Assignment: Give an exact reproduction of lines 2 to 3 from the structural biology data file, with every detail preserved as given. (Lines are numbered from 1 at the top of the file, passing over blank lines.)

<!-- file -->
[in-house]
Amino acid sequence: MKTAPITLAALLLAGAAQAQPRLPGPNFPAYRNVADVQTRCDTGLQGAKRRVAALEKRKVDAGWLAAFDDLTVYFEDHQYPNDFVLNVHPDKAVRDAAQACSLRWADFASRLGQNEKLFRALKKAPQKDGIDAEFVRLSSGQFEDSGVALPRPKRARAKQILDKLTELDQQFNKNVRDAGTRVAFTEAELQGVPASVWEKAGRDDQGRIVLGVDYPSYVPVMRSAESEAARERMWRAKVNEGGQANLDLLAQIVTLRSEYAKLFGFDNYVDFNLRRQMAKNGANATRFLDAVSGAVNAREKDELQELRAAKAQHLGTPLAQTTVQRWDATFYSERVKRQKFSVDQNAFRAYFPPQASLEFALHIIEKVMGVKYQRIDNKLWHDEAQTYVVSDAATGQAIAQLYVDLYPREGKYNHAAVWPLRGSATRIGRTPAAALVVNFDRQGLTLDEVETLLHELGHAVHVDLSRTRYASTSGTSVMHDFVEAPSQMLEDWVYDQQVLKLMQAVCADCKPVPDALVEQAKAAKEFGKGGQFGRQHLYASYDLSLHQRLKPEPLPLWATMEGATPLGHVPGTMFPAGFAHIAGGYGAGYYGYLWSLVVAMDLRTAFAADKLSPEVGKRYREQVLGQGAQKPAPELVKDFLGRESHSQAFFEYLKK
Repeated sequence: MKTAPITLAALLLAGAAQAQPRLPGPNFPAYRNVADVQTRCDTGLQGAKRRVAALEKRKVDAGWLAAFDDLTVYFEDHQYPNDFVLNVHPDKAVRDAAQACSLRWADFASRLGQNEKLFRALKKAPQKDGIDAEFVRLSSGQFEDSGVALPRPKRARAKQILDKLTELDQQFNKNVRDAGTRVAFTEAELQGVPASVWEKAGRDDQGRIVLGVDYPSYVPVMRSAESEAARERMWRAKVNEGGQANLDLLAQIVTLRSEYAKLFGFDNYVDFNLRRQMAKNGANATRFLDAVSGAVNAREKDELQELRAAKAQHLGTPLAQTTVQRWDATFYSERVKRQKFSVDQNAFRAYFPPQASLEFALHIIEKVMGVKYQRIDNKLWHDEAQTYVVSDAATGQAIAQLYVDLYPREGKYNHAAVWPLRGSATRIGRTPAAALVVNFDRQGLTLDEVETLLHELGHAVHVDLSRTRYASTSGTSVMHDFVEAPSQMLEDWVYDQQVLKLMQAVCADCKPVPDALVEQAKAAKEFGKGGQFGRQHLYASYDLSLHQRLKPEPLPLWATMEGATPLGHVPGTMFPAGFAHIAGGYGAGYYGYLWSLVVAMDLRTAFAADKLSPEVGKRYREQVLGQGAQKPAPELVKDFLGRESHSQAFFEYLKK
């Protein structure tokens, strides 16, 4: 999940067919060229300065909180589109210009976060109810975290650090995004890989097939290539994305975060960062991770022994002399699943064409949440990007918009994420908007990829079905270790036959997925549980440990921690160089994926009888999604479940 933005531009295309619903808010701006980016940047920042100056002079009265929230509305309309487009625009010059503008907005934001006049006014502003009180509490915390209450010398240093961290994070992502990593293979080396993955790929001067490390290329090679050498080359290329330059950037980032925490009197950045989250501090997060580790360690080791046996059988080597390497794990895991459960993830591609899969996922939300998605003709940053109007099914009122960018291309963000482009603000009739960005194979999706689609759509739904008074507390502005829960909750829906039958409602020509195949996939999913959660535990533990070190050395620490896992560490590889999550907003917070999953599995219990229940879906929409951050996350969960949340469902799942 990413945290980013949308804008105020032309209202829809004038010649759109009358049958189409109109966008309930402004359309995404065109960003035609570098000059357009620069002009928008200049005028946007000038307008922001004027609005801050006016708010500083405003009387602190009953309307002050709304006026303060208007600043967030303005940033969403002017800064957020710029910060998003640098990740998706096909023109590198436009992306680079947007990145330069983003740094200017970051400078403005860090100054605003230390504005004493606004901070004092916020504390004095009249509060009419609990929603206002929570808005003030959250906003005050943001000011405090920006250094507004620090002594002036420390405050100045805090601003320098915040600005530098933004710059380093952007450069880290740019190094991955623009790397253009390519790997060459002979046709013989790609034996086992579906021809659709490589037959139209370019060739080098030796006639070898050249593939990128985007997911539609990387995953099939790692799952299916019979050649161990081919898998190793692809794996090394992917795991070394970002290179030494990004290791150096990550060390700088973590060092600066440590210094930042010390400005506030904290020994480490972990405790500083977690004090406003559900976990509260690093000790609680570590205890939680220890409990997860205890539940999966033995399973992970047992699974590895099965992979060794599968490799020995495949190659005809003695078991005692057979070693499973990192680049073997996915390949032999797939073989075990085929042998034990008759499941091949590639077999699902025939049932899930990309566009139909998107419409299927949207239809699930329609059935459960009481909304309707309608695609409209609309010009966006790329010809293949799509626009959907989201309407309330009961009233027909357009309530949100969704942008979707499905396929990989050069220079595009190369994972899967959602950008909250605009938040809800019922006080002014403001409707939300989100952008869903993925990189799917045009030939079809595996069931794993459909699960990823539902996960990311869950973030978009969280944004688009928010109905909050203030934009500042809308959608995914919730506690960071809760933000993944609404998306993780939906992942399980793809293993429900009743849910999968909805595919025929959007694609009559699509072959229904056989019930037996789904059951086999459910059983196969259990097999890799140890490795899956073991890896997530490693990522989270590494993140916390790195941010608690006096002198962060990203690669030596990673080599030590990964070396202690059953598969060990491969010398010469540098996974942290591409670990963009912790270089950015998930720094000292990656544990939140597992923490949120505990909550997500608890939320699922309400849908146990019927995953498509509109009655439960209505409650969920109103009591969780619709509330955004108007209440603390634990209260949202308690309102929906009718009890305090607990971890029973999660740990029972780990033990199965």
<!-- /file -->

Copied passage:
Amino acid sequence: MKTAPITLAALLLAGAAQAQPRLPGPNFPAYRNVADVQTRCDTGLQGAKRRVAALEKRKVDAGWLAAFDDLTVYFEDHQYPNDFVLNVHPDKAVRDAAQACSLRWADFASRLGQNEKLFRALKKAPQKDGIDAEFVRLSSGQFEDSGVALPRPKRARAKQILDKLTELDQQFNKNVRDAGTRVAFTEAELQGVPASVWEKAGRDDQGRIVLGVDYPSYVPVMRSAESEAARERMWRAKVNEGGQANLDLLAQIVTLRSEYAKLFGFDNYVDFNLRRQMAKNGANATRFLDAVSGAVNAREKDELQELRAAKAQHLGTPLAQTTVQRWDATFYSERVKRQKFSVDQNAFRAYFPPQASLEFALHIIEKVMGVKYQRIDNKLWHDEAQTYVVSDAATGQAIAQLYVDLYPREGKYNHAAVWPLRGSATRIGRTPAAALVVNFDRQGLTLDEVETLLHELGHAVHVDLSRTRYASTSGTSVMHDFVEAPSQMLEDWVYDQQVLKLMQAVCADCKPVPDALVEQAKAAKEFGKGGQFGRQHLYASYDLSLHQRLKPEPLPLWATMEGATPLGHVPGTMFPAGFAHIAGGYGAGYYGYLWSLVVAMDLRTAFAADKLSPEVGKRYREQVLGQGAQKPAPELVKDFLGRESHSQAFFEYLKK
Repeated sequence: MKTAPITLAALLLAGAAQAQPRLPGPNFPAYRNVADVQTRCDTGLQGAKRRVAALEKRKVDAGWLAAFDDLTVYFEDHQYPNDFVLNVHPDKAVRDAAQACSLRWADFASRLGQNEKLFRALKKAPQKDGIDAEFVRLSSGQFEDSGVALPRPKRARAKQILDKLTELDQQFNKNVRDAGTRVAFTEAELQGVPASVWEKAGRDDQGRIVLGVDYPSYVPVMRSAESEAARERMWRAKVNEGGQANLDLLAQIVTLRSEYAKLFGFDNYVDFNLRRQMAKNGANATRFLDAVSGAVNAREKDELQELRAAKAQHLGTPLAQTTVQRWDATFYSERVKRQKFSVDQNAFRAYFPPQASLEFALHIIEKVMGVKYQRIDNKLWHDEAQTYVVSDAATGQAIAQLYVDLYPREGKYNHAAVWPLRGSATRIGRTPAAALVVNFDRQGLTLDEVETLLHELGHAVHVDLSRTRYASTSGTSVMHDFVEAPSQMLEDWVYDQQVLKLMQAVCADCKPVPDALVEQAKAAKEFGKGGQFGRQHLYASYDLSLHQRLKPEPLPLWATMEGATPLGHVPGTMFPAGFAHIAGGYGAGYYGYLWSLVVAMDLRTAFAADKLSPEVGKRYREQVLGQGAQKPAPELVKDFLGRESHSQAFFEYLKK